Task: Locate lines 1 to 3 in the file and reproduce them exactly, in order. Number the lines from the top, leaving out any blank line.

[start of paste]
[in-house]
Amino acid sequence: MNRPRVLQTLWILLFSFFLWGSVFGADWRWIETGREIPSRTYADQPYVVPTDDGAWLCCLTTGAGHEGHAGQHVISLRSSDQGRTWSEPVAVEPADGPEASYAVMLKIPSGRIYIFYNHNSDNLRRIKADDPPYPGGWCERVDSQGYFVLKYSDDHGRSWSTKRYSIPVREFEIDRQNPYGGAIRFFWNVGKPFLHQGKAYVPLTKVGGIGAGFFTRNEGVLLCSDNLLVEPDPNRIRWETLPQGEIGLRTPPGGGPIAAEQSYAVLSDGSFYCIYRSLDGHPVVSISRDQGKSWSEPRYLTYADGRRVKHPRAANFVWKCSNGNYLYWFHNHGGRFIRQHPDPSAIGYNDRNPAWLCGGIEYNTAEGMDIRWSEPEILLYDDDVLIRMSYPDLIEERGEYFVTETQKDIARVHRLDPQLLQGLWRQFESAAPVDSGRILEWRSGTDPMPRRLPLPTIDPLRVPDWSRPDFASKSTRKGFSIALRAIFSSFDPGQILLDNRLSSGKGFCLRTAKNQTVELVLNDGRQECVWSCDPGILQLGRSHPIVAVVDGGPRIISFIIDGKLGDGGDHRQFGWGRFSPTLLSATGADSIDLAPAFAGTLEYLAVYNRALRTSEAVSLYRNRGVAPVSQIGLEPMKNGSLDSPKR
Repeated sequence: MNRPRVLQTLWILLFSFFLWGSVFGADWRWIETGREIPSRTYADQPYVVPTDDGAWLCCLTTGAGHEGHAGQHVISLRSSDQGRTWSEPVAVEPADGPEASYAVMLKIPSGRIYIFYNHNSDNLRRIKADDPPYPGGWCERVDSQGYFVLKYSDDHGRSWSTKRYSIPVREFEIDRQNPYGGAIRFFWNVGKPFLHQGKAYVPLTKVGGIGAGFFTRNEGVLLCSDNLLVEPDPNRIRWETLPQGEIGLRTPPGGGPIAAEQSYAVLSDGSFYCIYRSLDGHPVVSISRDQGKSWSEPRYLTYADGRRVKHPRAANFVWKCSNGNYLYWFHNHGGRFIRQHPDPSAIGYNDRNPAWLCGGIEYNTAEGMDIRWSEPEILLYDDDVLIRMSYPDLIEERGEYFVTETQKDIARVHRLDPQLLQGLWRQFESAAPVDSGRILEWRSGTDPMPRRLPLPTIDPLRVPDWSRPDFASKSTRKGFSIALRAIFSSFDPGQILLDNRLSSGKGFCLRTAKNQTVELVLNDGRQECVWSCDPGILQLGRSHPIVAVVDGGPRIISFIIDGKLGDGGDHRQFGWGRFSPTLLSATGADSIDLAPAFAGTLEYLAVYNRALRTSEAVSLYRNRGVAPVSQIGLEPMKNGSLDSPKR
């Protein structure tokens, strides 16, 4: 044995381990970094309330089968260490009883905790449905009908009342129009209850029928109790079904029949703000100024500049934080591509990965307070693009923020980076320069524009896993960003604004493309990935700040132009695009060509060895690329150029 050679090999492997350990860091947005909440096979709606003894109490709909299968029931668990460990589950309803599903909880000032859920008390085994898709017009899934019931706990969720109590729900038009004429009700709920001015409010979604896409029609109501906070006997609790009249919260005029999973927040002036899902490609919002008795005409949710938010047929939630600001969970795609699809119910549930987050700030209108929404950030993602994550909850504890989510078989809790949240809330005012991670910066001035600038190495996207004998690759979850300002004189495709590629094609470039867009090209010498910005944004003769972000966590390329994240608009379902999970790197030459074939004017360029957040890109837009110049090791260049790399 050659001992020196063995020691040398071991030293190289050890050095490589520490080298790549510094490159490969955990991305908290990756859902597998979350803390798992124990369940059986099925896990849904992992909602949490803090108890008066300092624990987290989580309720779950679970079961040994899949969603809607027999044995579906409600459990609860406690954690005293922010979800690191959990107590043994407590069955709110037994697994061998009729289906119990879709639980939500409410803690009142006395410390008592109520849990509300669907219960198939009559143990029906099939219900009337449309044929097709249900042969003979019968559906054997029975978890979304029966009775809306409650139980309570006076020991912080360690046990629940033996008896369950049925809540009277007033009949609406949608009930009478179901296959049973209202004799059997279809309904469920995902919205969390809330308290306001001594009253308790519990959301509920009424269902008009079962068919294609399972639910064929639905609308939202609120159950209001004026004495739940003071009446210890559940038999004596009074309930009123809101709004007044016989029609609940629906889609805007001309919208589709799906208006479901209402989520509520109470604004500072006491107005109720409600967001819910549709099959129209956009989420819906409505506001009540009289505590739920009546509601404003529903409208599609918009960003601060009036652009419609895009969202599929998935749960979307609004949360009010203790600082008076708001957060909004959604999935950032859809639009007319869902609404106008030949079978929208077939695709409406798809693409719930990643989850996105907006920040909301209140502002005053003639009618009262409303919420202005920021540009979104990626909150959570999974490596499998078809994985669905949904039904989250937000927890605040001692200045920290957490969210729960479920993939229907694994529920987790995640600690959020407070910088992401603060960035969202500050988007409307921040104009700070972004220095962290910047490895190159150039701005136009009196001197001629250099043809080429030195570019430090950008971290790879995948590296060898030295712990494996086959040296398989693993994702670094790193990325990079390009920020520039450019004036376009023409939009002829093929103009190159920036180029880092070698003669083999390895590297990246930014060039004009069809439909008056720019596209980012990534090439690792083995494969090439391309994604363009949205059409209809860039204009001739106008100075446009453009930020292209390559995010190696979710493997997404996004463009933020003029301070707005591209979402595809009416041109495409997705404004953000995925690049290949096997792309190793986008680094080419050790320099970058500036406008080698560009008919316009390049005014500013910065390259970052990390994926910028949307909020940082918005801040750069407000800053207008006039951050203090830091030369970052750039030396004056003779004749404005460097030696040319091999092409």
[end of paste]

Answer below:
[in-house]
Amino acid sequence: MNRPRVLQTLWILLFSFFLWGSVFGADWRWIETGREIPSRTYADQPYVVPTDDGAWLCCLTTGAGHEGHAGQHVISLRSSDQGRTWSEPVAVEPADGPEASYAVMLKIPSGRIYIFYNHNSDNLRRIKADDPPYPGGWCERVDSQGYFVLKYSDDHGRSWSTKRYSIPVREFEIDRQNPYGGAIRFFWNVGKPFLHQGKAYVPLTKVGGIGAGFFTRNEGVLLCSDNLLVEPDPNRIRWETLPQGEIGLRTPPGGGPIAAEQSYAVLSDGSFYCIYRSLDGHPVVSISRDQGKSWSEPRYLTYADGRRVKHPRAANFVWKCSNGNYLYWFHNHGGRFIRQHPDPSAIGYNDRNPAWLCGGIEYNTAEGMDIRWSEPEILLYDDDVLIRMSYPDLIEERGEYFVTETQKDIARVHRLDPQLLQGLWRQFESAAPVDSGRILEWRSGTDPMPRRLPLPTIDPLRVPDWSRPDFASKSTRKGFSIALRAIFSSFDPGQILLDNRLSSGKGFCLRTAKNQTVELVLNDGRQECVWSCDPGILQLGRSHPIVAVVDGGPRIISFIIDGKLGDGGDHRQFGWGRFSPTLLSATGADSIDLAPAFAGTLEYLAVYNRALRTSEAVSLYRNRGVAPVSQIGLEPMKNGSLDSPKR
Repeated sequence: MNRPRVLQTLWILLFSFFLWGSVFGADWRWIETGREIPSRTYADQPYVVPTDDGAWLCCLTTGAGHEGHAGQHVISLRSSDQGRTWSEPVAVEPADGPEASYAVMLKIPSGRIYIFYNHNSDNLRRIKADDPPYPGGWCERVDSQGYFVLKYSDDHGRSWSTKRYSIPVREFEIDRQNPYGGAIRFFWNVGKPFLHQGKAYVPLTKVGGIGAGFFTRNEGVLLCSDNLLVEPDPNRIRWETLPQGEIGLRTPPGGGPIAAEQSYAVLSDGSFYCIYRSLDGHPVVSISRDQGKSWSEPRYLTYADGRRVKHPRAANFVWKCSNGNYLYWFHNHGGRFIRQHPDPSAIGYNDRNPAWLCGGIEYNTAEGMDIRWSEPEILLYDDDVLIRMSYPDLIEERGEYFVTETQKDIARVHRLDPQLLQGLWRQFESAAPVDSGRILEWRSGTDPMPRRLPLPTIDPLRVPDWSRPDFASKSTRKGFSIALRAIFSSFDPGQILLDNRLSSGKGFCLRTAKNQTVELVLNDGRQECVWSCDPGILQLGRSHPIVAVVDGGPRIISFIIDGKLGDGGDHRQFGWGRFSPTLLSATGADSIDLAPAFAGTLEYLAVYNRALRTSEAVSLYRNRGVAPVSQIGLEPMKNGSLDSPKR